Monday, March 25, 2019

Former pharmaceutical CEO pleads guilty to opioid bribery scheme

On Wednesday, former Insys president and CEO Michael Babich pled guilty in federal court.

The former president and CEO of Insys Therapeutics, Inc., recently pleaded guilty to conspiring to bribe practitioners in various states, many of whom operated pain clinics, in order to get them to prescribe a fentanyl-based pain medication. According to court documents, Insys sales representatives bribed doctors by taking them to strip clubs and paying for $500 bottles of champagne.

In December 2016, former Insys president and CEO Michael Babich and five other former Insys executives and managers were charged with conspiring to bribe doctors to prescribe Subsys, an under-the-tongue fentanyl spray for managing severe pain in cancer patients. By targeting and providing kickbacks to doctors, clinicians, and other medical professionals, Insys pushed Subsys onto many patients who later developed opioid addictions throughout 2012 and 2015.

According to the Centers for Disease Control and Prevention (CDC), fentanyl is a synthetic opioid pain reliever, approved for treating severe pain, typically advanced cancer pain. It is 50 to 100 times more potent than morphine.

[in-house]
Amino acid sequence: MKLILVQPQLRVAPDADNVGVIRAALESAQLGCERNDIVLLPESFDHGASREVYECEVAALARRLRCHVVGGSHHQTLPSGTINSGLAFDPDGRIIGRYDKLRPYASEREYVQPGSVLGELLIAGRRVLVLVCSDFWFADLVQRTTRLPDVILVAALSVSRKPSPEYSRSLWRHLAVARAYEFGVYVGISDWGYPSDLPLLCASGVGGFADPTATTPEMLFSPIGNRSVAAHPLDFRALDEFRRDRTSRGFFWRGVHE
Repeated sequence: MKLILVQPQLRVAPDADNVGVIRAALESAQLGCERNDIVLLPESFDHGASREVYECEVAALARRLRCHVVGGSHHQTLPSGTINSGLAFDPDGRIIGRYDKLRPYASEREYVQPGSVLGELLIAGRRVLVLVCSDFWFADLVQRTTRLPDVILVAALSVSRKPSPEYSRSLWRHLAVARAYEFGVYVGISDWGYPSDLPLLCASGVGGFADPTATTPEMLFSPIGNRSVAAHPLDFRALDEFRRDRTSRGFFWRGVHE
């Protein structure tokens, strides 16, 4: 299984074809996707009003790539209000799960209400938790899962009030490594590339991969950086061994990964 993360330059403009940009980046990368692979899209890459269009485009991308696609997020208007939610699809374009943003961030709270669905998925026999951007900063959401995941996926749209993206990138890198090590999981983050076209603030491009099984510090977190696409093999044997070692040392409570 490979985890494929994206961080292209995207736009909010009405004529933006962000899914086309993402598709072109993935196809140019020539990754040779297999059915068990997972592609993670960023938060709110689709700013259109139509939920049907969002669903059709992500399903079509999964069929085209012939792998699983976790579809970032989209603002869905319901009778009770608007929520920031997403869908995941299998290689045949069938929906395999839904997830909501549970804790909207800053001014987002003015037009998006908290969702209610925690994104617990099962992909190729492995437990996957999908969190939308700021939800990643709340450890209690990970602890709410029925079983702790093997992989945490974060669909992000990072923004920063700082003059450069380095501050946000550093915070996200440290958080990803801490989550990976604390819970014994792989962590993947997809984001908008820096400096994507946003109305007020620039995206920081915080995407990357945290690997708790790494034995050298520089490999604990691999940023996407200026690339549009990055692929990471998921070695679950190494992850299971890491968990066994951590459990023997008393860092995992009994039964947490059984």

In November 2018, former Vice President of Sales Alec Burlakoff pleaded guilty to one count of racketeering conspiracy and agreed to testify as a government witness. According to court documents, employees of a bribed practitioner’s office were moved onto the Insys payroll. Additionally, relatives and girlfriends of the medical professionals who were high volume writers were also hired as compensation.

On Wednesday, former Insys president and CEO Michael Babich pled guilty in federal court. Although Babich faces up to 20 years in prison, he has agreed to cooperate with prosecutors prior to the racketeering trial of the company’s founder, John Kapoor, later this month, as well as four other former executives: Richard Simon, Joseph Rowan, Michel Gurry, and Sunrise Lee.

“This was a very expensive drug and a very dangerous drug if abused,” Assistant U.S. Attorney Fred Wyshak Jr. told U.S. District Court Judge Allison Burroughs. “In essence, the defendant…used the Speaker Program to bribe medical professionals to prescribe Subsys to as many patients as possible.”

Insys executives set up Speaker Programs around the country, including in Massachusetts restaurants, that in many cases were sham events, prosecutors asserted. Sometimes, only the doctor’s staff and friends would show up at an event, where they ate and drank on the company’s tab if the medical provider had written a high volume of Subsys prescriptions.

In 2017, Babich’s wife, a former Insys sales representative named Natalie Babich, pleaded guilty to conspiring to pay kickbacks. She testified last month at the trial of Christopher Clough, a former physician assistant in New Hampshire accused of accepting kickbacks from Insys. Clough was convicted on December 18.

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